Note: the fanwork GURPS Historical Folks makes drafting up NPCs one might encounter much easier.

Converting Modules[edit | edit source]

Modules are a very special case as they are designed with the D&D system of the time in mind. Some GURPS mechanics can totally "break" a module. For example, there are many places in the original Tomb of Horrors where certain skills (Traps), abilities (Magery's innate magic item detection), and spells (Detect Magic and Dispel Illusion) can short circuit key parts of module.

The Universe[edit | edit source]

See also When The Moral Compass Goes Haywire: The Trouble With D&D Alignments and D&D Mechanics - Is Alignment Dead

Ironically in GURPS the Outer Planes are Inner Spirit Worlds and their structure in D&D is tied directly to the alignment system and is likely the main reason the system survives in 5e.

With alignment gone the Outer Plane cosmology doesn't really have a reason to exist. Thankfully, all the tools and concepts for building a new cosmology are in Classic: Religion which even provides six examples: T'si'kami; Flatliners; the Kalm of Sequan; Disciplines of Change; Dhala, Destroyer of Worlds; and the Gods of Bethany.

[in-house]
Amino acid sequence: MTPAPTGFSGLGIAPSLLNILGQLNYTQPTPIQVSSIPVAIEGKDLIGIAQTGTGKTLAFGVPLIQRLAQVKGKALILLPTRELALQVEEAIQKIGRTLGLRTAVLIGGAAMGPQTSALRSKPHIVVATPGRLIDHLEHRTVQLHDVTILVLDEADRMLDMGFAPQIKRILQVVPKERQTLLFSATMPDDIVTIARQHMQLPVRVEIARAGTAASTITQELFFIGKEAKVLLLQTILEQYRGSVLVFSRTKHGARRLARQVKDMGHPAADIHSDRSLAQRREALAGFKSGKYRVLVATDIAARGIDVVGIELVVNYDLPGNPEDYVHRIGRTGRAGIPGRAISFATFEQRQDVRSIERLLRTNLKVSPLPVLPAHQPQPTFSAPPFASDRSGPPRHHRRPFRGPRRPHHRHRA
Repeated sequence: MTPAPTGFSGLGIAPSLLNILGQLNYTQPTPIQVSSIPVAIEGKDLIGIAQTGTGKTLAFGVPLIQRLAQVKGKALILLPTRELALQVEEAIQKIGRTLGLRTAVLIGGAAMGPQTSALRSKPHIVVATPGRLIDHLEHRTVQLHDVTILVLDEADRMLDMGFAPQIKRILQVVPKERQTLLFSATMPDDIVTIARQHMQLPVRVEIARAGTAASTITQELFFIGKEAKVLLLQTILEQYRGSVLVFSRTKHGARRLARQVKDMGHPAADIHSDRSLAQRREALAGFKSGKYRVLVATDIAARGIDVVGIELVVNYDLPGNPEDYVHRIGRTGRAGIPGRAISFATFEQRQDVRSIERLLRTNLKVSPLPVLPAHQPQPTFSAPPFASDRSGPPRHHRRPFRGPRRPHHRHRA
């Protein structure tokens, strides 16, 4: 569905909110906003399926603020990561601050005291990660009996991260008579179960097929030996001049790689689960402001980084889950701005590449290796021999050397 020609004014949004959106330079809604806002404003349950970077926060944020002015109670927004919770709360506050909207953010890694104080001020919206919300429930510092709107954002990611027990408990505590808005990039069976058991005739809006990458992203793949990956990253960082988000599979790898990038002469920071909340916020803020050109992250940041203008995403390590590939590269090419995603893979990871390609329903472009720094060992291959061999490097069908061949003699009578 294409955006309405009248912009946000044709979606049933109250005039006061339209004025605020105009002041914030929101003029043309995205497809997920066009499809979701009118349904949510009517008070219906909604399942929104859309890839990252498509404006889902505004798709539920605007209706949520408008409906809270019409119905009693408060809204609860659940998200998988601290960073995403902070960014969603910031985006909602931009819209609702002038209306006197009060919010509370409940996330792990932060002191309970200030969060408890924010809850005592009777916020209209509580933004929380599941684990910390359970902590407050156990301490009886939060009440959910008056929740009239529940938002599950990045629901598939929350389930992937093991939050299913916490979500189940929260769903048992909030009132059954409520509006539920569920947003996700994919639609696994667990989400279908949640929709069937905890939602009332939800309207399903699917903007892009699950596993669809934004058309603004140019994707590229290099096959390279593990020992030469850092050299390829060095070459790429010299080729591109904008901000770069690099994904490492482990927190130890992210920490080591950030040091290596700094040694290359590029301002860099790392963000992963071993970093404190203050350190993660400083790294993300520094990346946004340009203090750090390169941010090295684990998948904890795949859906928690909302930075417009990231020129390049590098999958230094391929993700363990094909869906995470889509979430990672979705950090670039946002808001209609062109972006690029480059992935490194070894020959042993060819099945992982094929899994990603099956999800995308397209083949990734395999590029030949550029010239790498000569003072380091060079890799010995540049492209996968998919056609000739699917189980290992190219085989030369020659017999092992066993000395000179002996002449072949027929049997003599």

Dungeon Fantasy[edit | edit source]

There are at least two blogs on the progress on covering D&D to Dungeon Fantasy which is strongly based on GURPS thought it has setting specific alterations.

Additional Material[edit | edit source]

Notes[edit | edit source]

  1. The Classic version of Dai Blackthorn serves as an example of why this doesn't work using AD&D1 as the baseline
  2. This page effectively ignores D&D 4e; it is just too much of its own thing (as well as being a major migraine to play never mind convert).
  3. Charisma is not a requirement for being in a particular "class" (Profession template) in GURPS.
  4. Of the examples given in the DMG1 (Julius Caesar, Napoleon Bonaparte, and Adolf Hitler) only the first two actually has Charisma as GURPS defines it. Adolf Hitler by contrast used the skills Performance, Psychology, and Public Speaking to simulate Charisma.
  5. Despite all the detail it is a thousand times faster than D&D 4e combat.

References[edit | edit source]

  1. GURPS Fantasy pg 112-3
  2. GURPS Fantasy 120
  3. Basic Set p. 449
  4. GURPS Fantasy pg 116
  5. GURPS Fantasy pg 117
  6. GURPS Fantasy 126
  7. GURPS Fantasy 124
  8. GURPS Fantasy 118
  9. GURPS Fantasy 118-119
  10. GURPS Fantasy 124
  11. AD&D1 Player's Handbook pg 34
  12. AD&D1 Dungeon Master's Guide pg 61
  13. Basic Set pg 172
  14. Basic SetBasic Set p. 324-328
  15. Basic Set p. 362-383
  16. Basic Set p. 384-392
  17. Basic Set p. 393-417
  18. Basic Set 462-522